5 Small Business Tips To Have A Positive Cash Flow Statement.
Cash flow to business is the equivalent of blood flow to the human body; without one, the other fails. In this sense, cash coming into the business should always be more than the money going out. This is positive cash flow management, and it’s good for your business.
Here are the five excellent tips to keep your cash flow statement positive.
It’s better to start with calculating how much money you need to keep the business and your personal life running. Sit down and determine the monthly overheads and plan accordingly. Don’t forget to add the rent, salaries, daily expenses of your business. The more time you spend drilling deep down to understand the expenses, the better.
If you and your businesses are quite established, setting separate funds for emergency purposes is a smart decision. This will help you in hopping huddles that affect cash flow statements.
If you are just starting, it’s better to keep your income out of business at the very minimum, so you can infuse some extra funds to stabilize your business. Again, take your time to determine the right minimum you will need to maintain a financially stress-free life.
As the business grows, you can choose to considerably increase your income out of business. However, it’s smart to keep it as low as possible at the beginning.
Good Invoice Practice
Invoices are essential business transaction records to keep any business up and running. It’s very crucial you stay on top of your invoice management and make sure the bills are sent out to customers right after the purchase. Defining your credit options to your clients initially also eliminates late payments and excuses.
Invoice management has never been easy before with all the tech advancements we have now. Also, most of the accounting software in the market currently comes with in-built invoice capabilities. Also, make sure you send out regular reminders to unpaid customer bills a couple of days earlier to the date they are due. Good invoice practices are directly proportional to positive cash flow statements.
Understanding Cash Flow Pattern
Businesses tend to have their own business and cash flow patterns. Studying them closely gives you a detailed understanding of your cash flow statements. But to understand your cash flow pattern, you must master the art of calculating your returns for stocks. Calculating the return for your inventory is the first step in understanding your small business cash flow management.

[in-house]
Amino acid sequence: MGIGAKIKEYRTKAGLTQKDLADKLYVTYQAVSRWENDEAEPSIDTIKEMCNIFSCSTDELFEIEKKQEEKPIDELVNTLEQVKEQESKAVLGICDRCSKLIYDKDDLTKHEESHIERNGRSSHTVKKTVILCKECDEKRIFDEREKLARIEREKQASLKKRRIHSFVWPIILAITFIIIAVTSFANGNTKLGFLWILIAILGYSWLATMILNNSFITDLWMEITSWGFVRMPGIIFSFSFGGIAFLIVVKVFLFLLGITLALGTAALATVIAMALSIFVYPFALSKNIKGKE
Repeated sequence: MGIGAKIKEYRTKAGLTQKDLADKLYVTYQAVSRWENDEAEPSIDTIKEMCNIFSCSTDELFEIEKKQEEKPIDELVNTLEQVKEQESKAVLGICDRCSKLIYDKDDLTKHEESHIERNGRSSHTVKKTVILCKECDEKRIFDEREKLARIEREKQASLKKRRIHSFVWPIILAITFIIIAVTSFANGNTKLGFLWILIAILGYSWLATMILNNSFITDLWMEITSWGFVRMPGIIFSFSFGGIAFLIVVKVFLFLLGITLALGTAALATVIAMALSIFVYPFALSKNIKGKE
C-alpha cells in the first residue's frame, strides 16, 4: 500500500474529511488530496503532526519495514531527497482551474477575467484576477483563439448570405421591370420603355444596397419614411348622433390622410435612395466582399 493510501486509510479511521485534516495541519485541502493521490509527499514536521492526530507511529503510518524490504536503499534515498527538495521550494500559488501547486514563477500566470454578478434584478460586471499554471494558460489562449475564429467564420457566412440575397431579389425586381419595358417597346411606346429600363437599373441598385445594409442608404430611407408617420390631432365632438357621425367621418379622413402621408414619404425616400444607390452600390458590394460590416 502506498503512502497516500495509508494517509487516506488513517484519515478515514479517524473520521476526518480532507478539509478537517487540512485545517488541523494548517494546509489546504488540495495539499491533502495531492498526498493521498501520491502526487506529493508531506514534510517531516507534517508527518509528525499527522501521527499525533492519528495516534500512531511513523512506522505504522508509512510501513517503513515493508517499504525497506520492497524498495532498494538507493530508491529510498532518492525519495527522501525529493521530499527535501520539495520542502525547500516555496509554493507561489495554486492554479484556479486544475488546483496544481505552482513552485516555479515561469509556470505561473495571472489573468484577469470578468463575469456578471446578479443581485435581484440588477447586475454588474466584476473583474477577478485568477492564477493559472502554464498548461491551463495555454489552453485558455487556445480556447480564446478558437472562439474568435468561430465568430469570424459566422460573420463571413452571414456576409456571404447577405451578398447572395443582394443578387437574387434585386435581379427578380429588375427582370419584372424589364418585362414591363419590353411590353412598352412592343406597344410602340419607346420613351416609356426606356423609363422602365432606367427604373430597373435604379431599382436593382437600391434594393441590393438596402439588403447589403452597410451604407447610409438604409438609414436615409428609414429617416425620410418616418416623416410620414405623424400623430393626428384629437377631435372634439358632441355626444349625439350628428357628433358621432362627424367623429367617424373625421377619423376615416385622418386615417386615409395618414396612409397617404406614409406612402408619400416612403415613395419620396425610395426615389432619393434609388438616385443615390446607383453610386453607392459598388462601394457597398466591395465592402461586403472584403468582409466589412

After understanding your small business cash flow patterns, you can make crucial cash management decisions like how much money to hold and how much to infuse back into the business. Also, forecasting your revenue and expenses becomes comfortable with a clear knowledge about the cash flow.
Maintaining the Balance
Small businesses’ time to stabilize is the most crucial period you have to maintain a positive cash flow. The account receivable should match the accounts payables, and more importantly, your receivable payments should arrive before your payment due dates.
If you have to pay your suppliers before you receive your customers’ payments, the gap created here could hurt your cash flow statements. So it’s better to align your payables and receivables as identical as possible, and a good accounting software can help you do it.
Keep this in mind, if you have to pay fines to your suppliers for late payments, it’s better to charge your customers for missing out on the payment dates. Late payment charges bring your payments on time in most cases. Even if you are subjected to pay a fine to your supplier because of a late payment you received from your customer, the fee doesn’t hurt your pocket.
Making the Outflow Thin
Being a small business, you have to be very careful with your expenditures. Regular expenses like stock purchase are acceptable, but any expense that can be minimized or skipped can be better. Don’t hesitate to spend some money on maintenance as this will help you prevent spending massive money on replacing the equipment. Repair and maintenance of the equipment are always better than replacing.
Carefully assess the market and go with cheaper and better equipment than breaking your bank for the most expensive option. But this is a gamble, and it doesn’t mean you should choose low-quality equipment. There could be situations where you might constantly spend on repair and maintenance, which will eventually sum up to the actual cost of the best quality equipment. So it entirely depends on how you want to do it and your capital. But make sure it doesn’t affect your cash flow statements.